The innate talent for redemption

Since the day humans begun to apply a function to things they began to employ their creativity. Moved by need, our ancestors created tools with which dig, climb, hunt, fish and after breed animals and cultivate the land. Simultaneously creativity was detaching humans from tediousness. To act creatively and think creatively, in fact, pushes people to redeem from their sociological state of apathy, reinventing and innovating the everyday life, market, business, economy and society.

The shock implied by the current transience and rapid change of our world is the common enemy of creativity. The individual’s attention is being soaked up by the bombardment of information and happenings offered by the digital age. The lack of attention paralyses people’s brains and prevents us from undertaking risks and action. Such reality brings individuals to detach themselves from their current reality and encloses our minds in the state of apathy toward actual facts. Paralysis and future’s uncertainty give rise to procrastination. When a person detaches from his/her current reality and prevents self-redemption, creativity is absent;

Creativity is killed.

Paulo Cezar de Jesus demonstrates how creativity works outside the context of busyness. Living in a circumstance where he is forced to work in the street of Salvador in Brazil, to earn money for his sustain, he had to find a way to promote his practice. He “mixed together with an industrialised metal miniature truck, a wood container, where he can display thermoses of coffee and also diffuse the sound of Brazilian music through a CD player” (Design Indaba, 2016) to attract customers. Paolo Cezar’s colourful creation demonstrates how “the streets of Brazil are full of startling design solutions by ordinary people driven by pure human need” (Design Indaba, 2016).

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Coffee Chart by Paul Cezar de Jesus in the exhibition Puras Misturas, São Paolo, Brazil, 2010

To cope with the pace of our world and enter into a most collaborative way of living, we need to master creativity and overcome humans’ disengagement arisen by what Toffler calls “Future Shock” – “the roaring current of change, a current so powerful today that it overturns institutions, shifts our values and shrivels our roots” (Toffler A., 1970 pp. 11).

During a TED Talk held in 2012, David Kelley explores the nature of creativity in the human brain, asserting its existence within every single one of us. Humans are not about being either creative or practical, in fact, creativity is an innate feature of the human brain. However, our society has taught us the opposite – you are either creative of technical. If you are not able to draw, invent and create you are designated to complete the apathetic rhythms required by the industrial society. You are not able to redeem yourself. David’s purpose in life is to help individuals understand the nature of creativity and how to train it and achieve one’s real purpose with what he calls “Creative Confidence” (TED Talks, 2012). The latter has the robust capability of mastering one’s creativity as the knowledge of one’s phobia in psychology helps the individual overcome his/her fears. In fact, David believes that the lack of creativity in the world derives from the cultural situation one comes from and the believing that creativity is a gift for a few.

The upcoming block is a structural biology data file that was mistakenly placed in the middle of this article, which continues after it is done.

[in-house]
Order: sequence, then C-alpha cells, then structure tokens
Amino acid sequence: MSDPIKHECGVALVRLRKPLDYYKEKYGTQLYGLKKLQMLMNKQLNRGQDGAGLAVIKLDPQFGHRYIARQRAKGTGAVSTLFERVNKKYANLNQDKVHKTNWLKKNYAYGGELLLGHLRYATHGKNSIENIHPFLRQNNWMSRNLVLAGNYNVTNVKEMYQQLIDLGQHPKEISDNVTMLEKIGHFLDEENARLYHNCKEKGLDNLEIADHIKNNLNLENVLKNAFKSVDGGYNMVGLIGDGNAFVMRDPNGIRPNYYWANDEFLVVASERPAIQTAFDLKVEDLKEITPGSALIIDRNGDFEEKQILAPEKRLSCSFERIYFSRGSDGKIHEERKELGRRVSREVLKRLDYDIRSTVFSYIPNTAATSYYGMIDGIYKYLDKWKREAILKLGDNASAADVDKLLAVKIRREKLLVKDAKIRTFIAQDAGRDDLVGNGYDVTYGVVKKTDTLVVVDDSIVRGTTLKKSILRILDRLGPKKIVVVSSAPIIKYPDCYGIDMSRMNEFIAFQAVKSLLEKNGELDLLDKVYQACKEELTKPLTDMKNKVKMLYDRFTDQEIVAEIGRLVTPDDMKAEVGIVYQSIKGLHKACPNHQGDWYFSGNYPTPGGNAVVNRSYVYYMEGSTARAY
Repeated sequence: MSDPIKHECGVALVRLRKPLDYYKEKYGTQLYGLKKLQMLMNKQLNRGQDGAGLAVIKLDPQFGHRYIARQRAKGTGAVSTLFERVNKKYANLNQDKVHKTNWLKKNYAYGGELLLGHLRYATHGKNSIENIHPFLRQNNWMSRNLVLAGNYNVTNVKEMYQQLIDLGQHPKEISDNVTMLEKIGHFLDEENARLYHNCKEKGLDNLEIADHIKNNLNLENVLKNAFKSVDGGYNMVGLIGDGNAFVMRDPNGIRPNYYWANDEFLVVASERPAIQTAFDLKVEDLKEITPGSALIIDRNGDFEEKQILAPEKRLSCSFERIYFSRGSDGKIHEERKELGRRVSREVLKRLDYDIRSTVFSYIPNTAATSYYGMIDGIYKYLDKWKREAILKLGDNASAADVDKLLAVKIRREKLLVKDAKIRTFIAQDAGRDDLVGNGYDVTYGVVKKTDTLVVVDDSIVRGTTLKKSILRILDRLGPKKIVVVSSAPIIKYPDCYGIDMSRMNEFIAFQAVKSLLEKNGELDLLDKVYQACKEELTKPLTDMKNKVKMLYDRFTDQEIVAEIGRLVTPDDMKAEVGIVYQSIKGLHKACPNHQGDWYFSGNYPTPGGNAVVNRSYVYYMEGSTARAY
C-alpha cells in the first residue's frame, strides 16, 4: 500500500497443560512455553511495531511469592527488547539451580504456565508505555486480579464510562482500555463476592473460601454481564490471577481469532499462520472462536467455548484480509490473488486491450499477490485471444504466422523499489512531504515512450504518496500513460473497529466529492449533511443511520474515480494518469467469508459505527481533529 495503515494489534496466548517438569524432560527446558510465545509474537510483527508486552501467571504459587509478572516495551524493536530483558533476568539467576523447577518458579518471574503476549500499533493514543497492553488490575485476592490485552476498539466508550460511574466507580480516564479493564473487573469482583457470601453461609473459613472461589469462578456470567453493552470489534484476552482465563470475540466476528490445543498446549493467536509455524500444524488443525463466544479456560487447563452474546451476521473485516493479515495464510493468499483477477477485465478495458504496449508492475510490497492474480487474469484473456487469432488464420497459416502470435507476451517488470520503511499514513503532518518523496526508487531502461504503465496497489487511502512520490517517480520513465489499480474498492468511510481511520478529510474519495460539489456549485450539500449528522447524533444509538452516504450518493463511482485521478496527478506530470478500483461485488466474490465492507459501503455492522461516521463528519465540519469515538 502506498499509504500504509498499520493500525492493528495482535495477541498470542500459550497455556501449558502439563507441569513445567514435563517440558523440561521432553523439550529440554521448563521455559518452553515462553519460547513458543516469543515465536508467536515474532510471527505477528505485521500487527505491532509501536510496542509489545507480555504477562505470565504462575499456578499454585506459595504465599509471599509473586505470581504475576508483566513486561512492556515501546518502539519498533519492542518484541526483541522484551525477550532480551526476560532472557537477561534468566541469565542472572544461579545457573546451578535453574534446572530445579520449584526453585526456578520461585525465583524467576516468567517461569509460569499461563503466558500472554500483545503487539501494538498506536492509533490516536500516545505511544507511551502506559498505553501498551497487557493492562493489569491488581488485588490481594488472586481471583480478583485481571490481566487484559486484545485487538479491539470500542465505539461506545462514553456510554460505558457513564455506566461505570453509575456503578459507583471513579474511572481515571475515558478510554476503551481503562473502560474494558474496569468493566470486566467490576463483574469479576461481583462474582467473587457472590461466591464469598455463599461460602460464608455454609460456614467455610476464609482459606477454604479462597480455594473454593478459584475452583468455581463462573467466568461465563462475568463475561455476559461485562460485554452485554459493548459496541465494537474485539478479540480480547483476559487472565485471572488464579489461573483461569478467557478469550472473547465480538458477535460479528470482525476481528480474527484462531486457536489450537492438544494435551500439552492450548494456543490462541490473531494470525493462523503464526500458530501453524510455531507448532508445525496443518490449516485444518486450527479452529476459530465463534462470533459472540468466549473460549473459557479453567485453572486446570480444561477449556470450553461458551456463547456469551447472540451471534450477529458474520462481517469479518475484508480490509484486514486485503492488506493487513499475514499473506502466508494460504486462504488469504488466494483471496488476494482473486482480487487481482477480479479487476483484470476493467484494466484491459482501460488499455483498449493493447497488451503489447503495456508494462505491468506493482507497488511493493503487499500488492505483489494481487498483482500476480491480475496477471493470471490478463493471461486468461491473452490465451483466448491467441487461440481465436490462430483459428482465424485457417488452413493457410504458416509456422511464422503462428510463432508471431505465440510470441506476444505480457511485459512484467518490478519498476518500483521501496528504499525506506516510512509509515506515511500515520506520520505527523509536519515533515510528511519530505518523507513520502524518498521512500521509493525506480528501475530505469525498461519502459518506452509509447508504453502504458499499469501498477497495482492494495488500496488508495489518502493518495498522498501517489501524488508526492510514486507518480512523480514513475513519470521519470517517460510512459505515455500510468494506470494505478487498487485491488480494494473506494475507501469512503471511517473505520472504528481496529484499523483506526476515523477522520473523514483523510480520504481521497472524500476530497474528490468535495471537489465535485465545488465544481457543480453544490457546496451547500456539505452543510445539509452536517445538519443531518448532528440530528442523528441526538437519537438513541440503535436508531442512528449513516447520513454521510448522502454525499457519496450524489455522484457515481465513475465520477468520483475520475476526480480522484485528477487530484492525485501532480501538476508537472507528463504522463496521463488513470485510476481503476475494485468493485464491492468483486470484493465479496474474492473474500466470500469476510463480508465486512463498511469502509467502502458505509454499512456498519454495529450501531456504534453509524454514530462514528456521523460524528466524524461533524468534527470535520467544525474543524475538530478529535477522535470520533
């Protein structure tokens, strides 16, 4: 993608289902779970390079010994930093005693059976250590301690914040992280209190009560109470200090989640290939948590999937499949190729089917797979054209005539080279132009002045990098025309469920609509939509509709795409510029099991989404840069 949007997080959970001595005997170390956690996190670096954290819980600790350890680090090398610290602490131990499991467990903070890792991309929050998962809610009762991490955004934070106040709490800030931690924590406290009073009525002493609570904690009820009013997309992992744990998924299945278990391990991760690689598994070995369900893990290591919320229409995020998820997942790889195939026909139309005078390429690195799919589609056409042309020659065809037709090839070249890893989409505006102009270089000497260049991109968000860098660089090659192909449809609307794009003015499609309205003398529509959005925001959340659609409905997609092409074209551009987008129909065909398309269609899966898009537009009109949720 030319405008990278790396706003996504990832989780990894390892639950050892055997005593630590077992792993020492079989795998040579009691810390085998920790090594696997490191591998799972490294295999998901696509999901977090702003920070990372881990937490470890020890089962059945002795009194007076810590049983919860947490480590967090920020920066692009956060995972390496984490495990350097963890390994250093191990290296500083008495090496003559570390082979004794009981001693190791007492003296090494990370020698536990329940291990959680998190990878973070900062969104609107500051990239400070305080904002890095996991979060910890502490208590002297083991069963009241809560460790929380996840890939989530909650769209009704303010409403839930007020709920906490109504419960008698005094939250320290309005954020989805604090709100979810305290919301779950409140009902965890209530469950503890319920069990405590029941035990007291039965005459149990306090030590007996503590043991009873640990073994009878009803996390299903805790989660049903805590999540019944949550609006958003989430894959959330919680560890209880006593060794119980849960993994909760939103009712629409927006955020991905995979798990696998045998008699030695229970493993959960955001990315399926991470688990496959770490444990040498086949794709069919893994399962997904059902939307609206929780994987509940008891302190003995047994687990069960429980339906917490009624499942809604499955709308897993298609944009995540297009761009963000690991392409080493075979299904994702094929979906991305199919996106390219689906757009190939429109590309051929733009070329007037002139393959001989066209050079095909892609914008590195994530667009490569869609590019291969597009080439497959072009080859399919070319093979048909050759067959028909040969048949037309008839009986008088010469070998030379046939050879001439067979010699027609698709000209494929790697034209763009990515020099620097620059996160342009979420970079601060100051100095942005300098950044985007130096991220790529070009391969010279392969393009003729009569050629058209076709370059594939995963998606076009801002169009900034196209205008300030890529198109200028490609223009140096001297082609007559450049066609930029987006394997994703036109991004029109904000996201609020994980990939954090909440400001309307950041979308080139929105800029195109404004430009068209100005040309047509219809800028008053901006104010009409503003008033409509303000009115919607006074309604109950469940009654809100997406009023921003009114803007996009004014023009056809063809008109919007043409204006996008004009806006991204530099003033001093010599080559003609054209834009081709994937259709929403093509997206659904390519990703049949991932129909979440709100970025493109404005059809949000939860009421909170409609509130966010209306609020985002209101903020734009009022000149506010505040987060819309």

In conclusion, the “artistic creativity” (De Bono, 1992), which is often misguidedly considered as the exclusive creativity, is different from “the ability to change concepts and perceptions” (De Bono, 1992) and generate value through the creative/lateral thinking. The creativity that needs to be cultivated within the population resides in the cognitive ability to make interdisciplinary connections and risk taking. This is tremendously needed to redeem people from the doziness of their current reality throughout “insight and new perceptions” (De Bono, 1992). The embracement of risk and the willingness of failure are the prerequisites for the creative, entrepreneurial mindset to overcome the society’s pre-designed destiny of wealth for a few.

 

 

References

De Bono, E. (1992). Serious creativity. New York, N.Y.: HarperBusiness.

Design Indaba. (2016). Design by the other 90% | Design Indaba. [online] Available at: http://www.designindaba.com/articles/creative-work/design-other-90 [Accessed 24 Oct. 2016].

TED Talks, (2012). How to build your creative confidence | David Kelley. Available at: https://www.youtube.com/watch?v=16p9YRF0l-g&list=PLoUmAUQ32nalXKPwkpwBDIT1NLudPt8DB&index=2 [Accessed 26 Oct. 2016].

Toffler, A. (1970). Future shock. New York: Random House. pp. 11

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